Editor's note: Like you, NBC Sports Bay Area insiders, reporters and analysts are feeling the sports void during the coronavirus stoppage. They'll share their thoughts every Monday, Wednesday and Friday in "What I Miss About Sports." First up in the series: Warriors reporter Kerith Burke.
A career in sports took me away from home. Games brought me to cities I had never seen before -- Miami, Chicago, Houston, Phoenix. When I worked in New York, the time-zone difference meant I was three hours ahead of my family out West in Washington.
My dad could watch the network I worked for, thanks to an awesome TV sports package at his gym. When I sat down to anchor a show at 10:30 p.m. ET, he’d hop on an elliptical machine at 7:30 p.m. PT to watch. We had a routine.
After work, I knew I’d have a text from my dad. “Nice show tonight.” Or, “Good energy.”
Sometimes, “A few stumbles.” Or, “Not your best show.” Oh yeah, he kept it real.
I knew my dad was watching, at a job where it helps to pretend no one is watching to keep down the nerves. It was an audience of one, and he was proud of me. It became reflexive to check my phone to see his messages.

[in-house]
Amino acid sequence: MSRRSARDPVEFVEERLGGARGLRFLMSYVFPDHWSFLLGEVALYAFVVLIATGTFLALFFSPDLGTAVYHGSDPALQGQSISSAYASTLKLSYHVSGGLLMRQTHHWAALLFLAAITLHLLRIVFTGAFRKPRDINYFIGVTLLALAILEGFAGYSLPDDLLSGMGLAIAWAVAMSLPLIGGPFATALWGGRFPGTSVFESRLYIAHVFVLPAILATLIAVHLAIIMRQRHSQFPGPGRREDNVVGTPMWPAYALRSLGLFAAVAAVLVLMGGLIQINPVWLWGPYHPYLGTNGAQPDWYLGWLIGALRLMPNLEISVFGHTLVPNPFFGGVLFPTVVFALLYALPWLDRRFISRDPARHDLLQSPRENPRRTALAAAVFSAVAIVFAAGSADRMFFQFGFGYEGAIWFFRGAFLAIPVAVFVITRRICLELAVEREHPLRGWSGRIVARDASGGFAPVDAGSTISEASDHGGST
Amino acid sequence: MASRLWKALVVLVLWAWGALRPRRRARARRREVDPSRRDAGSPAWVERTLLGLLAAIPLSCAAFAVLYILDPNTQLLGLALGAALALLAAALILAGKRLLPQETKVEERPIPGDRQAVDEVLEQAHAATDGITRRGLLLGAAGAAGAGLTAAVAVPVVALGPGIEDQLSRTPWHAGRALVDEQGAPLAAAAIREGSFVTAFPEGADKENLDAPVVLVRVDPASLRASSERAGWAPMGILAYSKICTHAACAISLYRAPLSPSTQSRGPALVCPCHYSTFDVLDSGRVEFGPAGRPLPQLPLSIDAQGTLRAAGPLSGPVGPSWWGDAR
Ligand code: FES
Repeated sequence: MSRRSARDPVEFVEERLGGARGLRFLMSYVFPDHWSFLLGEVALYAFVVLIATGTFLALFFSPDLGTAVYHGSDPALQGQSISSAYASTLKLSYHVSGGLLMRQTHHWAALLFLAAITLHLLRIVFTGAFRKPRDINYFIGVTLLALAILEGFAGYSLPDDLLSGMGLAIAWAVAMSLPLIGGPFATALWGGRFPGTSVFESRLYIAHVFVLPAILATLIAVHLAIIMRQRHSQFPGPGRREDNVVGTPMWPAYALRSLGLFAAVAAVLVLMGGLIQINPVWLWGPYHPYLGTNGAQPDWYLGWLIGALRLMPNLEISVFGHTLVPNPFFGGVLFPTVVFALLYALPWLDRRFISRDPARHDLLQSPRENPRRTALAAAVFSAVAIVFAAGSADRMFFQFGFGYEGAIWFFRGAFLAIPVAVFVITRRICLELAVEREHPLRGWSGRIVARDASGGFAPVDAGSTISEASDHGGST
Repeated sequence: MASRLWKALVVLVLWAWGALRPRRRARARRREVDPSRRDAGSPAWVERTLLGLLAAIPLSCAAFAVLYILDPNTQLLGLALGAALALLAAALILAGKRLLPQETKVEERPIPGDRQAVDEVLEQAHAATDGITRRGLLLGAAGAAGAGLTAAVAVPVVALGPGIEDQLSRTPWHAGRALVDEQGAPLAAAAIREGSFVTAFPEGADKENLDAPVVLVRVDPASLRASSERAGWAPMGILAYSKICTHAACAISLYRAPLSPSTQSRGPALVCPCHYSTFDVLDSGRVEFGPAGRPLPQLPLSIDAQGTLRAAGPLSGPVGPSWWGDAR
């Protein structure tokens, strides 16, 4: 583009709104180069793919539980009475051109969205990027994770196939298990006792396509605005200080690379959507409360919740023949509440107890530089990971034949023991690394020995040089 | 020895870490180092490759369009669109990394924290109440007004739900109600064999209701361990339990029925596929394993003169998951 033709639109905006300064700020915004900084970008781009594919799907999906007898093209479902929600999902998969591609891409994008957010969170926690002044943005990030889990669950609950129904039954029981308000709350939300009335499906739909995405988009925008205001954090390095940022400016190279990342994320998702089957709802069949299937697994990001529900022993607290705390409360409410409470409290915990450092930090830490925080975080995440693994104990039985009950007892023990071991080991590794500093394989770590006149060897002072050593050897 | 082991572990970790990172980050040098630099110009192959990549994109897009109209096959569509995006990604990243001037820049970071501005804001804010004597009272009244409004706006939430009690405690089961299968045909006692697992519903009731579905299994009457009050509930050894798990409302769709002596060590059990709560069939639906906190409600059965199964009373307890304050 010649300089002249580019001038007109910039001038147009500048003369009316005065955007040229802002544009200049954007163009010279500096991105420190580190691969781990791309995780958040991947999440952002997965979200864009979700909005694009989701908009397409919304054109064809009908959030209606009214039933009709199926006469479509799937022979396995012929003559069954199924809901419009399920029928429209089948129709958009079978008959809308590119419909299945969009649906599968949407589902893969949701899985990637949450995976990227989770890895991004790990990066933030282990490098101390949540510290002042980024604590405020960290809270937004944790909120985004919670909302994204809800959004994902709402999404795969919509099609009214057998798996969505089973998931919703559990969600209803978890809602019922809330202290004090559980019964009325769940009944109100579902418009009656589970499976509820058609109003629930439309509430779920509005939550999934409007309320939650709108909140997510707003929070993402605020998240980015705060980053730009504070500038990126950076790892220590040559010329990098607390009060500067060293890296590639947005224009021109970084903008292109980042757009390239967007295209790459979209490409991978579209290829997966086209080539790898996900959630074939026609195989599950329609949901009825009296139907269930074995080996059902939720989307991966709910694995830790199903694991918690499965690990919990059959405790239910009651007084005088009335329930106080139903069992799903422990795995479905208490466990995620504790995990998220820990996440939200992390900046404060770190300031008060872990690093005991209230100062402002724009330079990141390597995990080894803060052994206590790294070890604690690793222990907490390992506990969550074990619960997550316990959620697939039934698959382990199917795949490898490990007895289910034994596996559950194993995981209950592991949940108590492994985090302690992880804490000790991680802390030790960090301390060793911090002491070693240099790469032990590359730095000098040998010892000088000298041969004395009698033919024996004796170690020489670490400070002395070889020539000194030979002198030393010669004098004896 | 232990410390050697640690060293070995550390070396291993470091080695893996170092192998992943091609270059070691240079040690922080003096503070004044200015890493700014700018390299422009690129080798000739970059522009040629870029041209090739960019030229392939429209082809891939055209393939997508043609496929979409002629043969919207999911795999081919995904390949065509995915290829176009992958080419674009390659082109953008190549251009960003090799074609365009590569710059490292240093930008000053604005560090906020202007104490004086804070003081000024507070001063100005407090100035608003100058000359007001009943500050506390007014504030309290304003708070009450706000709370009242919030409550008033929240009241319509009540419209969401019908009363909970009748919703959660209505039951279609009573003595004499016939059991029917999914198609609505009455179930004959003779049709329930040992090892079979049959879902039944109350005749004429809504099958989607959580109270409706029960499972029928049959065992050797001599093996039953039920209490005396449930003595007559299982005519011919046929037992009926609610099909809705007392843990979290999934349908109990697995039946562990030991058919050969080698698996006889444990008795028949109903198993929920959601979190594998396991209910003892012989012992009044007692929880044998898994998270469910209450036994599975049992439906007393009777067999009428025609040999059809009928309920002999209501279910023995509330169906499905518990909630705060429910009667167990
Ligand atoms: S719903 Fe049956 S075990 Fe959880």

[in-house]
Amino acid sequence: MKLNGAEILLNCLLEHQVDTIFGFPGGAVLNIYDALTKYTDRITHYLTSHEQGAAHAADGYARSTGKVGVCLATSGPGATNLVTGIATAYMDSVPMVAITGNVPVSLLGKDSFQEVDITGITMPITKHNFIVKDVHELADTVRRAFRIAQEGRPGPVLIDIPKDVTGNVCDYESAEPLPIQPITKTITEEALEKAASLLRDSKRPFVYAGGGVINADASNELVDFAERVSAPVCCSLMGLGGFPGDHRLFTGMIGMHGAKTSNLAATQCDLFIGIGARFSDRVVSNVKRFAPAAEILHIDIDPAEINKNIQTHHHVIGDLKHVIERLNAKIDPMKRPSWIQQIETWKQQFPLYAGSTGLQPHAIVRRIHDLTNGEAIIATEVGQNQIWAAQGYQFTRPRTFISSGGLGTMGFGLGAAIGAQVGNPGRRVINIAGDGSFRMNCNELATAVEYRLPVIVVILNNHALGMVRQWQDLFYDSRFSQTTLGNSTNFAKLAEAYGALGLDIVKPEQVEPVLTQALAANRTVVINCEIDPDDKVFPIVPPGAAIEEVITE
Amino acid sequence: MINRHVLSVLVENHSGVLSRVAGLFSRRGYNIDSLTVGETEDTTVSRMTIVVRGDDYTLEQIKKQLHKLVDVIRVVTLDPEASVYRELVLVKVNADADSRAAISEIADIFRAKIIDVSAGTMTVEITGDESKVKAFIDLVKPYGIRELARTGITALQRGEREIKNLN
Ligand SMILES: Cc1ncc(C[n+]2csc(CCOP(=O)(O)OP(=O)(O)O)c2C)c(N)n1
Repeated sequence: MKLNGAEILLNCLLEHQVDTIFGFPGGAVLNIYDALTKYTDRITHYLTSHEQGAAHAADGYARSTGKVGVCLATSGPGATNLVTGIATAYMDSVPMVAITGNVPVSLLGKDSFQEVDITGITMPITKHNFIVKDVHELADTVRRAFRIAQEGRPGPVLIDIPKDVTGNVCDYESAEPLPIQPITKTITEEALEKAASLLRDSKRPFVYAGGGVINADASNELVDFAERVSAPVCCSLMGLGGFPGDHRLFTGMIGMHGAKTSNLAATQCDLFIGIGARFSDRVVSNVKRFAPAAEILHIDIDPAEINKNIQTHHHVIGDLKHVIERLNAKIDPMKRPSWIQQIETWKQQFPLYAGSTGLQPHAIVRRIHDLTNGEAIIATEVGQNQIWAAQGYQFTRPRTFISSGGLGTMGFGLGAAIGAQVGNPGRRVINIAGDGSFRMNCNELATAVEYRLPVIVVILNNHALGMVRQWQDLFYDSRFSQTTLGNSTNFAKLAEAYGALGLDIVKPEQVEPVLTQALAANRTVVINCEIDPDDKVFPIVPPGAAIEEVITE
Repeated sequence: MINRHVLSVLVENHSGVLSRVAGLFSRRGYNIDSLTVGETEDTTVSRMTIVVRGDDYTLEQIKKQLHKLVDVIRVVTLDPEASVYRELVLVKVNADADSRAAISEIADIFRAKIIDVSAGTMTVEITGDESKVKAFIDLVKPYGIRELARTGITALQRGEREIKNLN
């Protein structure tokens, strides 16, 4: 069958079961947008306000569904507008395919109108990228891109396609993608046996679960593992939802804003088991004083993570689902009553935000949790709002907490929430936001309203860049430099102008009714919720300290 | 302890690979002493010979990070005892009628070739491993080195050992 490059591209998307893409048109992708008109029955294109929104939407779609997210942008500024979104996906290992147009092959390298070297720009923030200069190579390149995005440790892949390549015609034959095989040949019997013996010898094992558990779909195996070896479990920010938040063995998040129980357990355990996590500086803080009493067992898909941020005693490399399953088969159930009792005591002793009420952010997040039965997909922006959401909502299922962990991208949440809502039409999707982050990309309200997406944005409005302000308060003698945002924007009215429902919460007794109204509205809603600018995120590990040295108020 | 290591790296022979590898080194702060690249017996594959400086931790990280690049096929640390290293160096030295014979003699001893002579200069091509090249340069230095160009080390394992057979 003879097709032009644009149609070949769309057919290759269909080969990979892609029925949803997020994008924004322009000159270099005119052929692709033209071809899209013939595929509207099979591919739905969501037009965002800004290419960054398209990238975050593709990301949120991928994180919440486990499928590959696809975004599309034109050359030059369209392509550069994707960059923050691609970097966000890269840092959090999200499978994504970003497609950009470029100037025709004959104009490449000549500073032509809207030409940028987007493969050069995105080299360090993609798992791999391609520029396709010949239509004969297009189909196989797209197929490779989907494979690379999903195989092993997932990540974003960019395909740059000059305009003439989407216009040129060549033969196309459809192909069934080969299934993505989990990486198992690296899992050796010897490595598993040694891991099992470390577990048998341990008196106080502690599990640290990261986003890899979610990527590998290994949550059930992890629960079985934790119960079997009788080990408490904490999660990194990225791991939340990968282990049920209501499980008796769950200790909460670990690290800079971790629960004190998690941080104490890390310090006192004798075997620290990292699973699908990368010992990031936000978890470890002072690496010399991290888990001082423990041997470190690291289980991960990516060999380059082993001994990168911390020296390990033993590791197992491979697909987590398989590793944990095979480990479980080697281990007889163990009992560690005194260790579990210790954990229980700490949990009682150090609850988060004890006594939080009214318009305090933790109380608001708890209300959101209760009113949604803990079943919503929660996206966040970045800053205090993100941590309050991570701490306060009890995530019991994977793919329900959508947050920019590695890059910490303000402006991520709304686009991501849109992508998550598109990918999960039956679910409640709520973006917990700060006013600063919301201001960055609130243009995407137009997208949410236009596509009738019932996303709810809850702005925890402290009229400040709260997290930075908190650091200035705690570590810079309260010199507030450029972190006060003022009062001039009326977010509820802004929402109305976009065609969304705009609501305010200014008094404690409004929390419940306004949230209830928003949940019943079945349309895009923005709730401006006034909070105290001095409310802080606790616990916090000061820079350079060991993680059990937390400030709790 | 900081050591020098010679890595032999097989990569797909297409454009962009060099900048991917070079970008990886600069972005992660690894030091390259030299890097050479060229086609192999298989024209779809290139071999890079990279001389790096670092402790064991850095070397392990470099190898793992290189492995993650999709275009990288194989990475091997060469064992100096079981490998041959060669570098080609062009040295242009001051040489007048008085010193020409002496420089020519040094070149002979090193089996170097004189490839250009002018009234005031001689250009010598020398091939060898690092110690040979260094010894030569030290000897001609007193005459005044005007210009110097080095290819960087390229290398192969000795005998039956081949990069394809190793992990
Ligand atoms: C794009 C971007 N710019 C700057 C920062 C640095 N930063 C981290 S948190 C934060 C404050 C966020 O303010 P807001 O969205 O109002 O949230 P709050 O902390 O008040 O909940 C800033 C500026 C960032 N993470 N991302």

That’s what I miss about sports. The togetherness across the miles. The connectivity. We debated whether Carmelo Anthony should leave the Knicks, and if Mets pitcher Matt Harvey really had the stuff or simply had a moment in time.
When I moved to the Bay Area, my parents ordered NBA League Pass to watch Warriors games. My mom got in on the texting.
“What are you wearing and where are you sitting?” Spotting me on TV was my family’s "Where’s Waldo."
The NBA’s hiatus feels like a broken link to my favorite people. That feeling carries beyond my family, too.
So much of my career has revolved around a sports schedule: Working nights, weekends and holidays. Career becomes purpose becomes identity. Devote so much time to something, and it defines you. I’m fortunate to love my job, so I embrace the definition. I am a sports reporter.
At the moment ... I am adrift.